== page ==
Updated: Aug 13, 2020
Beauty standards have evolved through the ages. Yet, throughout history the annals have gotten pretty descriptive when it comes to the subjective appearance of women.
Helen of Troy is described as "the face that launched a thousand ships." She is the legendary beauty that incited a fabled war between the Greeks and Trojans. Egyptian Queen Nefertiti was described as "the most beautiful." How is it though their male counterparts don't bare such mention?
Since the ancient times, many philosophies have been produced describing the artistic and scientific thoughts on womanly beauty. Supposedly, the Greeks believed perfect proportions were a key to a woman's beautiful face. During the European Renaissance, artists used the 'golden ratio' to craft their masterpieces as a mathematical formula for beautiful feminine proportions. Later day Victorians had their own opinions. Tiny rosebud lips were a quintessential element to womanly virtue. Consistently throughout history, beauty standards have changed and evolved. Yet, having standards have always remained constant.
Think of the most famous modern women that you know off the top of your head. Marilyn Monroe. Elizabeth Taylor. Ava Gardner. How many are known for their beauty? If not known for their beauty, how many were famous for overcoming their lack of it by merit or accomplishment.
“Beautiful young people are accidents of nature, but beautiful old people are works of art.”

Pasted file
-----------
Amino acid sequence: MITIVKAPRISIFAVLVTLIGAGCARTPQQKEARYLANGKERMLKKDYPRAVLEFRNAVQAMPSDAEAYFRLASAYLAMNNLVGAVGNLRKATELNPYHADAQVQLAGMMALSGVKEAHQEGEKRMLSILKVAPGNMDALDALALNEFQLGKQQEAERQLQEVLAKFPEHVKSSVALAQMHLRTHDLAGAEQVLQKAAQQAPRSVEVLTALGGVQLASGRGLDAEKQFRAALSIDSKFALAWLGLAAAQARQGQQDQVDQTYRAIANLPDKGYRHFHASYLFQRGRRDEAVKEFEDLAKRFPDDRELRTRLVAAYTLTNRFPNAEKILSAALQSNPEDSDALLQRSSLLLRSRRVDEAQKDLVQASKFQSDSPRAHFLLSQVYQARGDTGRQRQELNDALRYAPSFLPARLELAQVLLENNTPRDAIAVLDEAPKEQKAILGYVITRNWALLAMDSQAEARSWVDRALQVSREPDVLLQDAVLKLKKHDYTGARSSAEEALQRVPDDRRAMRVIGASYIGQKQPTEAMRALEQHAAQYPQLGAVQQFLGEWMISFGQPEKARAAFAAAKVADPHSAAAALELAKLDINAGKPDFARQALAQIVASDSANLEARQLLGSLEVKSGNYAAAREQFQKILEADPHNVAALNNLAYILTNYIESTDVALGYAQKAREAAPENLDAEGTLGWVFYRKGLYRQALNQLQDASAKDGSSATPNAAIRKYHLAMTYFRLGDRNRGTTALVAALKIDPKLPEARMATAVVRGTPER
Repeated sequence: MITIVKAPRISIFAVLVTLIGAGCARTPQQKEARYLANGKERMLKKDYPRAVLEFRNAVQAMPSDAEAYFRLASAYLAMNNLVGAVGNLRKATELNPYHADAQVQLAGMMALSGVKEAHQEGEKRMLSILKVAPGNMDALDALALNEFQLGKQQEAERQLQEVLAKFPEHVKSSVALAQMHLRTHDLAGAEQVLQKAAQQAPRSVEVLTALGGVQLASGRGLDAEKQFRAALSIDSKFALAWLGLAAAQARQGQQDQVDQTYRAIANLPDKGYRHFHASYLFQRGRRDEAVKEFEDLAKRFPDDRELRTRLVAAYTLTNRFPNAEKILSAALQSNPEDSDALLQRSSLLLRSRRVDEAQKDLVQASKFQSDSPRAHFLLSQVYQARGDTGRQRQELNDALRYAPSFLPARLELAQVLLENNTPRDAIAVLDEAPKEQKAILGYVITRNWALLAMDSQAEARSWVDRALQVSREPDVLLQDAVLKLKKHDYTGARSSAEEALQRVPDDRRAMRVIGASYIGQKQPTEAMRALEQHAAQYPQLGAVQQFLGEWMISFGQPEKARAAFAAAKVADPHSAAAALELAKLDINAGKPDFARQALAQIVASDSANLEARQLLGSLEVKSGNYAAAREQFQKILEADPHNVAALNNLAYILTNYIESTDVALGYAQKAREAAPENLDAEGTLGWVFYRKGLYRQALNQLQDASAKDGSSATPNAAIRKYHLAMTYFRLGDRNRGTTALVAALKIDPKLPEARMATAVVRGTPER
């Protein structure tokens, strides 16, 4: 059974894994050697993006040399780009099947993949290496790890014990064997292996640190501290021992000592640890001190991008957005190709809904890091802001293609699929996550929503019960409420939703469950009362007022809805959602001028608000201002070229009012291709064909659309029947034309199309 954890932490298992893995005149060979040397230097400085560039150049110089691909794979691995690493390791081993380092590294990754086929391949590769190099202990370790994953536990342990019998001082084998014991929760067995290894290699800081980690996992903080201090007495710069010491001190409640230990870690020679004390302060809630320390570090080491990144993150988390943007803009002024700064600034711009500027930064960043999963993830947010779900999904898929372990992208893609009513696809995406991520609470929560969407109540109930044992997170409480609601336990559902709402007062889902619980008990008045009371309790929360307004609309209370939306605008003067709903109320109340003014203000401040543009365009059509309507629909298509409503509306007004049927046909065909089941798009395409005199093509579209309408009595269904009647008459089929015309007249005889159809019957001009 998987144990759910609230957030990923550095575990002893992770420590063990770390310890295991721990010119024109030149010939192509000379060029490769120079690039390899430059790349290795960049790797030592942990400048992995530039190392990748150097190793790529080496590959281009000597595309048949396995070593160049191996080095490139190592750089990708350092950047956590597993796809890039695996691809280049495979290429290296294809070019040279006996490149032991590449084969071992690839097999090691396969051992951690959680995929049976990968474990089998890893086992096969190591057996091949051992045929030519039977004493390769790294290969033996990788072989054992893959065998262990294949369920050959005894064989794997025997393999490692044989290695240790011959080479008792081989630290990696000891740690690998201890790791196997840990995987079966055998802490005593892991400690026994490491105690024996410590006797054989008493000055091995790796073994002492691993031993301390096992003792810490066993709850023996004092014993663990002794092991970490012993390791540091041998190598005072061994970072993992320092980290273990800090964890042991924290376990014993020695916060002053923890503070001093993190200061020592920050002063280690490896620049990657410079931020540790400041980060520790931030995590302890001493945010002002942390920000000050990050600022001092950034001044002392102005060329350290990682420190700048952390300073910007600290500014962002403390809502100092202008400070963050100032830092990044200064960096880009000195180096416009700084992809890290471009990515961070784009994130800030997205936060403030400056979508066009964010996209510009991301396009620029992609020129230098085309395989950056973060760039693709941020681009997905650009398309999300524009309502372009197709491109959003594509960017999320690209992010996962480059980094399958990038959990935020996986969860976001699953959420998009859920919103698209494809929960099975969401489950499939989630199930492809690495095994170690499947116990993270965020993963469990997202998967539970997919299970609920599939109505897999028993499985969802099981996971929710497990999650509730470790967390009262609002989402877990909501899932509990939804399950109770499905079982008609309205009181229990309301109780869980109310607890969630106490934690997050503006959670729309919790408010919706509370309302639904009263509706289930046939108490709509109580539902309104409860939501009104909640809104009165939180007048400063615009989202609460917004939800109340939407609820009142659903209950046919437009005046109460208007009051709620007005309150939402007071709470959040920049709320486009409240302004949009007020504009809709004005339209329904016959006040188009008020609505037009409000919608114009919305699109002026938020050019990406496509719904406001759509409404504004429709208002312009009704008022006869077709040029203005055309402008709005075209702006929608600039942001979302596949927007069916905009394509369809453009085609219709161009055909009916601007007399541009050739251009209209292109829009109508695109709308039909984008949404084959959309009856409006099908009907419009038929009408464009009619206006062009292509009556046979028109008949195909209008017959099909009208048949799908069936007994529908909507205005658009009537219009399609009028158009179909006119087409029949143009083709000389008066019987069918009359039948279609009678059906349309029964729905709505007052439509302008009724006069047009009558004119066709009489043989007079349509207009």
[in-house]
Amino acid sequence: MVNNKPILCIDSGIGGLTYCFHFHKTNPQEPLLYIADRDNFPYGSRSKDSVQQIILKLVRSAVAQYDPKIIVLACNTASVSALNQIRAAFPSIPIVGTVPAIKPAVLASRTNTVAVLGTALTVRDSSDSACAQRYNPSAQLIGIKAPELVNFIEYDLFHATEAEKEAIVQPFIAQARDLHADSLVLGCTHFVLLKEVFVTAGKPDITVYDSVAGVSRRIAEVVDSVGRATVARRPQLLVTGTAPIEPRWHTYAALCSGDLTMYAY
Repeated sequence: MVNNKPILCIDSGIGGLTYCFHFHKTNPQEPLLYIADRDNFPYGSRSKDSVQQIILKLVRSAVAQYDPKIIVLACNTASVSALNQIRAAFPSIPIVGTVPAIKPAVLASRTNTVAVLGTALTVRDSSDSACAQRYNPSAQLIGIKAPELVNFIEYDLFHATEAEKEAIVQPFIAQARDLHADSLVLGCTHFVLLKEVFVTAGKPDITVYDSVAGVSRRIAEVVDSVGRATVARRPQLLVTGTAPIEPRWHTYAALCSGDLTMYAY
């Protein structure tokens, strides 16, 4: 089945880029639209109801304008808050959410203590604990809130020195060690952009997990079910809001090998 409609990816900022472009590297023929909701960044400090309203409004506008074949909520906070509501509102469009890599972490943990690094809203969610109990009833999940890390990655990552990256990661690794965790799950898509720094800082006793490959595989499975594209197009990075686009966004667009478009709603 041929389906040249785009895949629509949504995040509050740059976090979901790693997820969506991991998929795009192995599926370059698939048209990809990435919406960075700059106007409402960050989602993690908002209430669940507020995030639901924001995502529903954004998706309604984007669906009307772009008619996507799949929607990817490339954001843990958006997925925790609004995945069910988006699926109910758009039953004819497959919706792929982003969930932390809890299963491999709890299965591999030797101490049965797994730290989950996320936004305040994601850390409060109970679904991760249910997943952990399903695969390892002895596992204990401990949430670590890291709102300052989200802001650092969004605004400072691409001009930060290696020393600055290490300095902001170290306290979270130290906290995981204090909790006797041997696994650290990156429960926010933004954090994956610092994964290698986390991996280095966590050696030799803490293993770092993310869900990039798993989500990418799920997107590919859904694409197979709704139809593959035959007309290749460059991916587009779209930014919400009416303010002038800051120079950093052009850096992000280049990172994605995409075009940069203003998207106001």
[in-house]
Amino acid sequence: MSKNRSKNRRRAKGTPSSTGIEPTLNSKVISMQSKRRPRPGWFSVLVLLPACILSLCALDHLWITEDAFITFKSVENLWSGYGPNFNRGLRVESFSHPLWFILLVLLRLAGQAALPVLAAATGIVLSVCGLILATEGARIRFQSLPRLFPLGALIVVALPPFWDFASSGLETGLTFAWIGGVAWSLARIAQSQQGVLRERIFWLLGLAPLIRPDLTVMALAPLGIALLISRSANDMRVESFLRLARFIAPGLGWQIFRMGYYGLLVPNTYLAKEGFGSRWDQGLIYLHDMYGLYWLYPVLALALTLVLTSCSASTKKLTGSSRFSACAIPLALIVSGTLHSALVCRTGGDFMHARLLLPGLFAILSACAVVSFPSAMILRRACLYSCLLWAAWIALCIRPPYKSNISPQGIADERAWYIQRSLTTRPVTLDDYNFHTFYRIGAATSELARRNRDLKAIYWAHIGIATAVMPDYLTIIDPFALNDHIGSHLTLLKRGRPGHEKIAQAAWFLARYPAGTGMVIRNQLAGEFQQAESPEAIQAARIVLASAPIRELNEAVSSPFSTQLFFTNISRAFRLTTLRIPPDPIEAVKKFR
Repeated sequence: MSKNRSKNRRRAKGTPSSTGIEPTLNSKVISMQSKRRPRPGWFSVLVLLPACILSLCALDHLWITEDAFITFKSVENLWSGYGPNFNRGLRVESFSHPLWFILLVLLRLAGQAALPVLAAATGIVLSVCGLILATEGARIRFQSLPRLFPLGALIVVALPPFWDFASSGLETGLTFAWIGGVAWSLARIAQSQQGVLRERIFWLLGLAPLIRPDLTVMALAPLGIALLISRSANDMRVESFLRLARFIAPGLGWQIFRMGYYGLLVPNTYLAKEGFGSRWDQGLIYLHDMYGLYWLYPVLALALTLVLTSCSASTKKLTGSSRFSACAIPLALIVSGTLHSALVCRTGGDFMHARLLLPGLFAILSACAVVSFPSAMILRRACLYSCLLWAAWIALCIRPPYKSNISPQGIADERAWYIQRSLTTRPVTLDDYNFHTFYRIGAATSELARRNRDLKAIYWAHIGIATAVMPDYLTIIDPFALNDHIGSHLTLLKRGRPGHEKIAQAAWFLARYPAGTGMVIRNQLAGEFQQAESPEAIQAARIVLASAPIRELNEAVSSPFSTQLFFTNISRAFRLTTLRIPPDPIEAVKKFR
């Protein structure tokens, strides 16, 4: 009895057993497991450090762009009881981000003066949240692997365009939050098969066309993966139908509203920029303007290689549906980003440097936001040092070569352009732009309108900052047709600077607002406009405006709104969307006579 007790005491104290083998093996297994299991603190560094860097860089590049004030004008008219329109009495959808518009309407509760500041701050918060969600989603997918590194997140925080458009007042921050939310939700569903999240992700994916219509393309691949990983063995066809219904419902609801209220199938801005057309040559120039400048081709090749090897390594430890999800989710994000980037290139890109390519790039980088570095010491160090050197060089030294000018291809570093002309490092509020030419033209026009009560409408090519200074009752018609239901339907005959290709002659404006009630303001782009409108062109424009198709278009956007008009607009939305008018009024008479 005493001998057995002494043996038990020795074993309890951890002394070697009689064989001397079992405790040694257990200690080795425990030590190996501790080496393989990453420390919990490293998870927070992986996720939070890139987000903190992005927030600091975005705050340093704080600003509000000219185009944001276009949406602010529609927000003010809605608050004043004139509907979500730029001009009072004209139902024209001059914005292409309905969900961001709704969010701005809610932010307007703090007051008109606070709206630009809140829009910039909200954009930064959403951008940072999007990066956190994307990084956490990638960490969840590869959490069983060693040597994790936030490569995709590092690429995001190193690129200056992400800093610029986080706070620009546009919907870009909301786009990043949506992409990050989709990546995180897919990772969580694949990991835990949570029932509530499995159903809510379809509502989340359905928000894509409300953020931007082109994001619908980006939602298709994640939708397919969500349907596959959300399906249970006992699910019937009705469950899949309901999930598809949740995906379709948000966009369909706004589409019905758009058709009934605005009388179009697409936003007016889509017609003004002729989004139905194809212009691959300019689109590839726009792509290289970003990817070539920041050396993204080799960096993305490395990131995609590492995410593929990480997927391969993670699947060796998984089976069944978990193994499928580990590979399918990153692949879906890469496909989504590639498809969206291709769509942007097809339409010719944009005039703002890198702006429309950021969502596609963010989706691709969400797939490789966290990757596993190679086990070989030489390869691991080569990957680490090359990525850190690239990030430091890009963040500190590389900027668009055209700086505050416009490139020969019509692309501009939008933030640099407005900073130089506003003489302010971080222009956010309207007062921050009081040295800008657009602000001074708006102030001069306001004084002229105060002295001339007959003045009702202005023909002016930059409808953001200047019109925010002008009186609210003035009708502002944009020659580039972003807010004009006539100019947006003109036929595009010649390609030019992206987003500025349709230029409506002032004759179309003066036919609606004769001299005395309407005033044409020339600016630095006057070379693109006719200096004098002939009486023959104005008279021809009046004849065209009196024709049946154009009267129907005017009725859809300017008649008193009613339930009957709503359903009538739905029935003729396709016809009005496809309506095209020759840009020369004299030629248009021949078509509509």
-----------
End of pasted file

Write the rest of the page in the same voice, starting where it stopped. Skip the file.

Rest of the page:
– Eleanor Roosevelt
Sadly, there has always been a bar to measure a woman's worth and that is one on the surface. That's not to say, of course, that men should be held to the same standard to equalize this inequality. (Judging anyone for something outside of their control can lead to doubts in one's self-esteem. Many studies have been published recently attesting to this fact.) Far from it, beauty is only an interpretation of value that society has of one's value.
For women, the evaluation on appearance seems to have become the norm because it is so commonplace. Without hesitation, we throw out terms like "trophy wife" and "eye-candy" to describe romantic partners. Women spend money on beauty products like facials, waxing, straightening and coloring hair supporting multiple billion dollar industries with their cosmetic 'fixes'. According to the NY Post, vanity costs the average American woman nearly a quarter of a million dollars in her lifetime. (Even if counting male hygiene and health products such as moisturizers and supplements, men spend an average of 22 percent less than women.)
In literature, the female protagonist frequently is described as beautiful and attractive. Frequently in fiction the female characters are casually gorgeous setting a new level of expectation. But we as readers all know inherently that "beauty is in the eye of the beholder" and there is more to a person than their just their external value, right?
Research done by the Pew center indicates traits that are considered favorable for men and women frequently differ. At the top of the list for positive connotations that are associated with women is the description "beautiful". Whereas, the next are honest, kind, and strong- character traits. For men, coincidentally these inner values are rated highest.
Yet, how come so often we care that our female heroes adhere to this absurd beauty convention? Is it not enough that they be heroic? Perhaps as readers we should demand more from our books. A woman's virtue may be established by more than her appearance. Even if her appearance is unsightly, she may have tremendous worth.